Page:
For Catholics this hierarchy is very biblical. Based on Jesus’ choice of 12 apostles and his exaltation of Peter, Catholics recognize an unbroken succession of authority that has been passed down to the present day and now resides in the Pope (bishop of Rome) and the episcopal college (bishops around the world). The appointment of bishops, priests and deacons corresponds to New Testament guidelines for bishops, elders (or presbyters), and deacons. Catholics take seriously the unity of the Church and the accountability required to preserve true teaching. All authority is derived from Christ and used in service of the Church, not for personal gain. To the extent that this ideal is realized, one can say that the structure is biblically-derived.
Even the most egalitarian and congregational Protestant Church has some authority structure. We may use different titles for those invested with authority in the Church, but we share the concern for unity, sound teaching, compassionate ministry, and purity of example. Authority and submission are biblical concepts, when exercised properly. No system is perfect, of course, but the diversity of models for Church governance should make us hesitant to condemn any one model as inadequate. Whether particular doctrines thought to be pure by the Magisterium truly are biblical is another question, but the structure itself need not be rejected out of hand.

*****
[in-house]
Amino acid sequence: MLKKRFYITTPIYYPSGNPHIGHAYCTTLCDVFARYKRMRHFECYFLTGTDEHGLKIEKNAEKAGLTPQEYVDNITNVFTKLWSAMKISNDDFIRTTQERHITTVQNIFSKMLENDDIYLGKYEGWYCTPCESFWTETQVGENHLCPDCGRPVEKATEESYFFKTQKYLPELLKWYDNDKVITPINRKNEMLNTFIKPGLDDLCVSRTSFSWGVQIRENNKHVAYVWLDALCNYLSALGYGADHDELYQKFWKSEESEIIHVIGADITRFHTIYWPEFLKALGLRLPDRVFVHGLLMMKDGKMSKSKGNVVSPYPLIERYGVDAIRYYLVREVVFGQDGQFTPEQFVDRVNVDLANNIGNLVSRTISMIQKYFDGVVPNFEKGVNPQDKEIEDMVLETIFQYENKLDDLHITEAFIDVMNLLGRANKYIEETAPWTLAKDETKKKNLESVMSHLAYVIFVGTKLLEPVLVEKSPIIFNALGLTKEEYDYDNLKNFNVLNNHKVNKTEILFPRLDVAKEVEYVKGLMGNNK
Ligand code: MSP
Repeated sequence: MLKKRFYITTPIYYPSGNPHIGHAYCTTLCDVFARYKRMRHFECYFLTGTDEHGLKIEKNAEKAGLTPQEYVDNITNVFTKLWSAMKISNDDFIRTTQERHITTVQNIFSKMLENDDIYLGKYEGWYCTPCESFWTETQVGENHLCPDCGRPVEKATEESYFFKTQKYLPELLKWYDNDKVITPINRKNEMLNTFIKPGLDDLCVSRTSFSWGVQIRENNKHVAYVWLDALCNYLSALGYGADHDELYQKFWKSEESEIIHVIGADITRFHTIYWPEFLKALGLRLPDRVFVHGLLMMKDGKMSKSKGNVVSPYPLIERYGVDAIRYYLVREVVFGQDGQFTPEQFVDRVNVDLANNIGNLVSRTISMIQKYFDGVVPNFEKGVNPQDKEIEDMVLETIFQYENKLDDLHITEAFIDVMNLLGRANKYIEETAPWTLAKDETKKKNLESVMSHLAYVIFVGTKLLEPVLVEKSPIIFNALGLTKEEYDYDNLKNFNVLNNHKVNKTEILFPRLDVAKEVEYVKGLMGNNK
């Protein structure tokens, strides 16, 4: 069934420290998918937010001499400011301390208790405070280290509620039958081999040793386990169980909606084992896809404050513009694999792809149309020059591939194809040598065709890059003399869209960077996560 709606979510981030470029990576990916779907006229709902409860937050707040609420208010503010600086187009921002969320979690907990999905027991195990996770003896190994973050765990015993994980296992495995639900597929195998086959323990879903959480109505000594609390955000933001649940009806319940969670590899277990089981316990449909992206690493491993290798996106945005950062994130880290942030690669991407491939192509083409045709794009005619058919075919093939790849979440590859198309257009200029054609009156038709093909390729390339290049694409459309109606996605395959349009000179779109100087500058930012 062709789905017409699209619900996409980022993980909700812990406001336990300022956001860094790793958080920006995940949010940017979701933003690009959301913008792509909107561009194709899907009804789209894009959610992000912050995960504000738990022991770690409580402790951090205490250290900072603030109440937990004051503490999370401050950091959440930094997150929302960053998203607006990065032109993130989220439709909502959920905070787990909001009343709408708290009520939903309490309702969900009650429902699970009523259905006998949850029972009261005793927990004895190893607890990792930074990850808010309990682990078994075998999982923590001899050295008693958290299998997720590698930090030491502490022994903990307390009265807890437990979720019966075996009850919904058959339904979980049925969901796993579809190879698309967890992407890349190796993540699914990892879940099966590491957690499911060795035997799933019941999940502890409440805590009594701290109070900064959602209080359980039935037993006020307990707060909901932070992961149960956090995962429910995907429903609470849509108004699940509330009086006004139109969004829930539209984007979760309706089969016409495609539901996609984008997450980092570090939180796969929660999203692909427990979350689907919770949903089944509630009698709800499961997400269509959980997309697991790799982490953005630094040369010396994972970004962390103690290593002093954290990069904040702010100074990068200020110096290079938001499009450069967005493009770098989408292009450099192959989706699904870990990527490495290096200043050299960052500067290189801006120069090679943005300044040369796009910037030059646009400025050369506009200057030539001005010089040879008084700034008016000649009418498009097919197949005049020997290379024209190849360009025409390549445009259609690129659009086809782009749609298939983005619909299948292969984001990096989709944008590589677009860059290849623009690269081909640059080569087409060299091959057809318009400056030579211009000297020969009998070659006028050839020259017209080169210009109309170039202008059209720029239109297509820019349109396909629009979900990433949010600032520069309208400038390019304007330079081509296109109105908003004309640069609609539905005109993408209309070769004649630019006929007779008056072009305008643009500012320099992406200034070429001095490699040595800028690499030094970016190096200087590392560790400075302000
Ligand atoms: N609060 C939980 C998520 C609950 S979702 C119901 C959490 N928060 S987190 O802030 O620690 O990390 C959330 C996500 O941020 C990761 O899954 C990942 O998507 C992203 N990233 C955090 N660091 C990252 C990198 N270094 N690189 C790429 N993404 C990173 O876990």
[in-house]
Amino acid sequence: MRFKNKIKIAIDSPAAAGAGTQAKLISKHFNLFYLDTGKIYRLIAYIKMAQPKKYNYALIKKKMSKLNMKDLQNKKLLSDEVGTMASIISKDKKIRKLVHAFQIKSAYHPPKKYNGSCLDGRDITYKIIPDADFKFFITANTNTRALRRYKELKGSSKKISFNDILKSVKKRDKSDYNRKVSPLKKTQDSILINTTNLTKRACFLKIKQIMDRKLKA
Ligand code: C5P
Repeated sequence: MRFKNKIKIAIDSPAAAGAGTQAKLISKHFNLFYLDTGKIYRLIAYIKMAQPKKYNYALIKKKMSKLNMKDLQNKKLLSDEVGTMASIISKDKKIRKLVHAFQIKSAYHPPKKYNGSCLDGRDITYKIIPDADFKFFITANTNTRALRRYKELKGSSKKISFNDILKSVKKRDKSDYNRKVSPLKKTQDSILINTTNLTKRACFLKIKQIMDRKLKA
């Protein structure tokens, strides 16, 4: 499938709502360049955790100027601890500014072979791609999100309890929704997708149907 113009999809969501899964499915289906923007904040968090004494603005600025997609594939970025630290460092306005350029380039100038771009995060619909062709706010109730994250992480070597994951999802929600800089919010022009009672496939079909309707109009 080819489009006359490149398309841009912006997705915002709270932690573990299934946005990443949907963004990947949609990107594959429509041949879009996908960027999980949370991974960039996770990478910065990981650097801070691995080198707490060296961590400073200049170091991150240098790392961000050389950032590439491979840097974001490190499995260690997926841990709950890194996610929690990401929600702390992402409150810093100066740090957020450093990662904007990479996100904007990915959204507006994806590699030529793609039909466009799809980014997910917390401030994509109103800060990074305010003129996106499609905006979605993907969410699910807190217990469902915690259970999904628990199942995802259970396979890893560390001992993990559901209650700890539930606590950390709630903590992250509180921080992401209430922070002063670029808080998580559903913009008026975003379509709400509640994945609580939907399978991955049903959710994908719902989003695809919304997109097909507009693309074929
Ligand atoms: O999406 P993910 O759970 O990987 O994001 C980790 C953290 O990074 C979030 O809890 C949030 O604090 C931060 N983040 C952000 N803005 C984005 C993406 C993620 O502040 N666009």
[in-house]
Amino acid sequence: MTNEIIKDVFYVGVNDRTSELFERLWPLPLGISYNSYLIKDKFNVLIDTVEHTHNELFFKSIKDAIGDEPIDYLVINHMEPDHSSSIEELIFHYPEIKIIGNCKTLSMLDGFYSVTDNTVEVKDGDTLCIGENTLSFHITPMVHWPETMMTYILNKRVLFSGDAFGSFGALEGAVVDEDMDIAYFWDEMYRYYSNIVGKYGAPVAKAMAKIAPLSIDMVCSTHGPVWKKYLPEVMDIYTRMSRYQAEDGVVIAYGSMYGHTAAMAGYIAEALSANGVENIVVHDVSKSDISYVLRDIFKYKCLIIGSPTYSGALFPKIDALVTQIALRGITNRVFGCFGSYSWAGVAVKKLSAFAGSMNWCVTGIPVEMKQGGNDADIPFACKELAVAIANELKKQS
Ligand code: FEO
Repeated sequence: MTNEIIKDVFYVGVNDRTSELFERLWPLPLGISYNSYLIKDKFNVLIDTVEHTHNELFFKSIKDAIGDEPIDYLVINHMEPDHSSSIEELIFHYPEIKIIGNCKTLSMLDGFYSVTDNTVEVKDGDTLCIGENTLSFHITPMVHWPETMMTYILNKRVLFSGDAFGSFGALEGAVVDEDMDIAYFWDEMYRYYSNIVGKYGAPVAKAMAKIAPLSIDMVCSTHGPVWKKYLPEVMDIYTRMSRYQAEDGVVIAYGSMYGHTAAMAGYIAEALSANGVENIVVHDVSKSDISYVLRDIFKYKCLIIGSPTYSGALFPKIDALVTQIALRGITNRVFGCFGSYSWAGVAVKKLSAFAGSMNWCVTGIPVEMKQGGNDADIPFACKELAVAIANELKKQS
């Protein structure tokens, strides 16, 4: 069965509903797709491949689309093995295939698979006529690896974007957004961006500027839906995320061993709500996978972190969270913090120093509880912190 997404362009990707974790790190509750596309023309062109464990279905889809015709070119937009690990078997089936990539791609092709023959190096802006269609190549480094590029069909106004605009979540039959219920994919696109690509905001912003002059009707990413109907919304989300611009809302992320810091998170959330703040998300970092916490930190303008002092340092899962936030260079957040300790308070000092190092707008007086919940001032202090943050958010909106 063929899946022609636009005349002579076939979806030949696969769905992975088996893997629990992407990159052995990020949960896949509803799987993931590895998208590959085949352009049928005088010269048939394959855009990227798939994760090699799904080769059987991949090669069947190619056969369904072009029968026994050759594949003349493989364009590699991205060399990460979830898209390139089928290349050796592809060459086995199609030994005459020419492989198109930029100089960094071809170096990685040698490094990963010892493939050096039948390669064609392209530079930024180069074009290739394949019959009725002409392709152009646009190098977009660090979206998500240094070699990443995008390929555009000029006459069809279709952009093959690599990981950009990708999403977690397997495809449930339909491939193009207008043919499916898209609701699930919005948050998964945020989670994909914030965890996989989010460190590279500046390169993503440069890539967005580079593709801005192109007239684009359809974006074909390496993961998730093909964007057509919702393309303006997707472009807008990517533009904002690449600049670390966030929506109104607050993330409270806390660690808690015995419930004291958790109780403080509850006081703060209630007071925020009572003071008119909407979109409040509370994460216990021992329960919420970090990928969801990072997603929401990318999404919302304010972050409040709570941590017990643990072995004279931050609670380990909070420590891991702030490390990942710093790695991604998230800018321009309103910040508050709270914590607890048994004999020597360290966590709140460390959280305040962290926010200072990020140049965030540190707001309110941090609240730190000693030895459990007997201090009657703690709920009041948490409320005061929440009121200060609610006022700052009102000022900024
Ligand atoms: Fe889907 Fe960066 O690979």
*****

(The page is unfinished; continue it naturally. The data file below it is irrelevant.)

* Dr. Cavadini explained it to me this way: “The Magisterium is the teaching authority of the Church. It first and foremost belongs to the whole Church, but it is exercised on behalf of the Church by the successors of the apostles (i.e. the bishops) in communion with and in union with the successor of Peter (i.e. the pope). The Magisterium makes decisions about what is authentic Christian teaching when necessary.” The CCC says that the bishops responsible for teaching must “preserve God’s people from deviations and defections and to guarantee them the objective possibility of professing the true faith without error” (§890).